In a scene from the movie Ghostbusters, when describing what the end of the world would look like, Bill Murray’s character famously says, “Dogs and cats living together, mass hysteria!” In the real world, when a sudden rain storm hits, people often exclaim, “It’s raining cats and dogs out there!” Then there’s the classic line, “They fight like cats and dogs.” These are just three examples of what popular culture and the general public think about the relationship between dogs and cats. In short, it’s not optimistic. However, we know that that’s not necessarily how it has to be.
Many homes have both dogs and cats, and in most cases they get along just fine. Often, they were raised together from when they were both very young. Even when some adult dogs and cats meet for the first time, they’re not always confrontational. Often enough, however, they do react in an unfriendly way. Usually, the dog appears as the aggressor. After all, they tend to be bigger. However, even small dogs often chase cats. Why is this?
The most prominent reason is, it’s a biological thing. There are rarely, if at all, two species out in the wild that get along with one another. For one, they compete for food and other resources, which is crucial to survival. Secondly, one species is frequently a food source of the other. Another factor could be that different species can’t mate. After all, survival is the ultimate goal, not just of oneself but also of the greater community.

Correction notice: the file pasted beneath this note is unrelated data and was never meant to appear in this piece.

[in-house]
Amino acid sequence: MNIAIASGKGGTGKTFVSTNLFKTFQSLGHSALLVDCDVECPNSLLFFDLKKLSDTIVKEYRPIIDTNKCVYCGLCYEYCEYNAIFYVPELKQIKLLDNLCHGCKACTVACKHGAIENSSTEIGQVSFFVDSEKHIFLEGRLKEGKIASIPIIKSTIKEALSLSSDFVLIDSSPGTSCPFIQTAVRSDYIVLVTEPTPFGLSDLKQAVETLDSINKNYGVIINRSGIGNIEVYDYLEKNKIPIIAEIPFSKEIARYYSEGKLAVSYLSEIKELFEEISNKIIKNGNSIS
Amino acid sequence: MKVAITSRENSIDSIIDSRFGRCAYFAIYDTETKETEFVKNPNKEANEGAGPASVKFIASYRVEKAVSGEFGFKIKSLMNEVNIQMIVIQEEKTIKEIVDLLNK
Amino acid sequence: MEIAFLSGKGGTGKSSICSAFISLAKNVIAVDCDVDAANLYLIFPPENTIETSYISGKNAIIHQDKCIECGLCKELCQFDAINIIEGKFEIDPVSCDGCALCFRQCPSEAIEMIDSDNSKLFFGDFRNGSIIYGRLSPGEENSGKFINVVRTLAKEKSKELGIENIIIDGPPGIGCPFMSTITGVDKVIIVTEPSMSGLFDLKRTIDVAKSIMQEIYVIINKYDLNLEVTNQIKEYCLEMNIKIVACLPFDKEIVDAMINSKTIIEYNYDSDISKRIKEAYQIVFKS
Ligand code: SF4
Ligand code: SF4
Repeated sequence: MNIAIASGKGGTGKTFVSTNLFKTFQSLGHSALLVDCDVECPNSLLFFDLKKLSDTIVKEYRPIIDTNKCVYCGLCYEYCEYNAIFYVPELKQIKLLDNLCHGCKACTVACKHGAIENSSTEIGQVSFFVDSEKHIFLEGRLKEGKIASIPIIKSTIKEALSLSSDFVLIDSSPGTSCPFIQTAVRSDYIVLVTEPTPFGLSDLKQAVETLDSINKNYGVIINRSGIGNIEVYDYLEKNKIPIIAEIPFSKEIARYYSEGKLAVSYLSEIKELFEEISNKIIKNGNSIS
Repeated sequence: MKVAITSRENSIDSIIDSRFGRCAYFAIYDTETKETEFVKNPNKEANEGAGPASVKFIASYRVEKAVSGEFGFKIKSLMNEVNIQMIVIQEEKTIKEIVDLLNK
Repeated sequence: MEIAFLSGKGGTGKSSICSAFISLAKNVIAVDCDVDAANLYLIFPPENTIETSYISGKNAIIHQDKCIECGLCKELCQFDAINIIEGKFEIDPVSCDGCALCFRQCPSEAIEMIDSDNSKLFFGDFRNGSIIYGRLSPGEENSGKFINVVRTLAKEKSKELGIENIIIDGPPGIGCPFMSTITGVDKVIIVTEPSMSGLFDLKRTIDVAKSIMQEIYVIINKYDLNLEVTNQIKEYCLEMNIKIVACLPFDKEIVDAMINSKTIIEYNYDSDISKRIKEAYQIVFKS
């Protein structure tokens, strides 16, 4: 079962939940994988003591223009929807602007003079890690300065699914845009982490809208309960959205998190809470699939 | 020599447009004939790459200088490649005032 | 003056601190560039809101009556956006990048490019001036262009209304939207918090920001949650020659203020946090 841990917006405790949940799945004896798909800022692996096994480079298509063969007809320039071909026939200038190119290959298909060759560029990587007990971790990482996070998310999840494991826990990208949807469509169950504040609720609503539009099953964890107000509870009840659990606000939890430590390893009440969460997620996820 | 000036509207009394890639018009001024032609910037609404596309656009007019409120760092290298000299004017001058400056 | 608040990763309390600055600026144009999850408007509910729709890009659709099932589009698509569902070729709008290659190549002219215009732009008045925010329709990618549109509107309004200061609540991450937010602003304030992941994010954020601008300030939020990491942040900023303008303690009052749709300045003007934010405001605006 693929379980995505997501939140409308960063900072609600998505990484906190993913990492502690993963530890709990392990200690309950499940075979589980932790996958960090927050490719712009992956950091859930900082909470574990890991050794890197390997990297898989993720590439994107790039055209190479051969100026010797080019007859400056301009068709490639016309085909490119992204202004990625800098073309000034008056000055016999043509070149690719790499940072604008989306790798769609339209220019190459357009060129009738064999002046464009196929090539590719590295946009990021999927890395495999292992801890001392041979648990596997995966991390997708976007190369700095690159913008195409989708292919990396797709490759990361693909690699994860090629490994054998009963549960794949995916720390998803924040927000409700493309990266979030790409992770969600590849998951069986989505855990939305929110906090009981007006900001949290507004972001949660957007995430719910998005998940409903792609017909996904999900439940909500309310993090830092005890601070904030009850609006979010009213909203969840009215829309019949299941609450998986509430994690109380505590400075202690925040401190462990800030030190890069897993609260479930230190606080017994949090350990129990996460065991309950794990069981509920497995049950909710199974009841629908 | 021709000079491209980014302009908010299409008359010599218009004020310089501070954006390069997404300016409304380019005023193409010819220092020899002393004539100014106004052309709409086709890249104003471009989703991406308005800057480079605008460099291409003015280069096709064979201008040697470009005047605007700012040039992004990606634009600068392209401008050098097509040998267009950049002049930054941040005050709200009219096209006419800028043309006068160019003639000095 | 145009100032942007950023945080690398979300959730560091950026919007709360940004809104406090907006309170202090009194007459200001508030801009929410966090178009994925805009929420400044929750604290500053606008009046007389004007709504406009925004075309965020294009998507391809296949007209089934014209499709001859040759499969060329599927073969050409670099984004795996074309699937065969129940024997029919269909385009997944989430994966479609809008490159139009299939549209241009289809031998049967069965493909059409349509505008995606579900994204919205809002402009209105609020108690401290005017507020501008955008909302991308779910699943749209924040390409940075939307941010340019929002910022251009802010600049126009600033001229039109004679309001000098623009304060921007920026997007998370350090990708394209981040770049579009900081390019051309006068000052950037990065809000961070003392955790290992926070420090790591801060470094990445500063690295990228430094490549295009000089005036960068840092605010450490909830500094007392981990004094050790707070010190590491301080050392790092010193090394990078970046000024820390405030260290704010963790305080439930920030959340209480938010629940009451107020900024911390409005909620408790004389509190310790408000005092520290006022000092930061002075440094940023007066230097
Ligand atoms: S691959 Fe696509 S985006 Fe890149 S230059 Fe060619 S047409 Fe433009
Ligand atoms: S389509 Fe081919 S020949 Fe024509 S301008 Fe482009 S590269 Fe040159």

Both dogs and cats are hunters and carnivores. However, of those two groups, dogs tend to be more physically dominant. Feral dogs can and do eat cats in the wild. Thus, cats are always wary of any threat, real and potential. An animal that hunts and is bigger than the cat will trigger the cat’s flight response. Any fleeing animal will trigger the dog’s chase instincts. The rest, they say, is history.
So, is it a lost cause then? If you don’t raise dogs and cats together from puppy- and kitten-hood, are they doomed to be adversaries for life, forced together under one roof in a constant state of cold war? Not necessarily. Some dog and cat breeds tend to be more social than others, and are perfectly able to get along with the enemy, er, the other species. For dogs, Labs and Golden Retrievers tend to top the list in terms of friendliness. Beagles, Pugs, and Bulldogs also score high in this regard. As for cats, the breeds that frequently come out on top for friendliness to dogs are the Ragdoll, Maine Coon, and the American Shorthair. Birmans, Japanese Bobtails, and Tonkinese also fare very well.
It’s important to note, however, that breed alone does not guarantee your dog or cat will get along with the other. Animals, just like people, can have varying personalities, despite their general reputation. Socialization is the key factor in how your pet will react to other animals. Ultimately, the personality and temperament your dog or cat is born with is not something we can control. However, we can make sure to train them as best we can to maximize the chances of a peaceful coexistence and even friendship.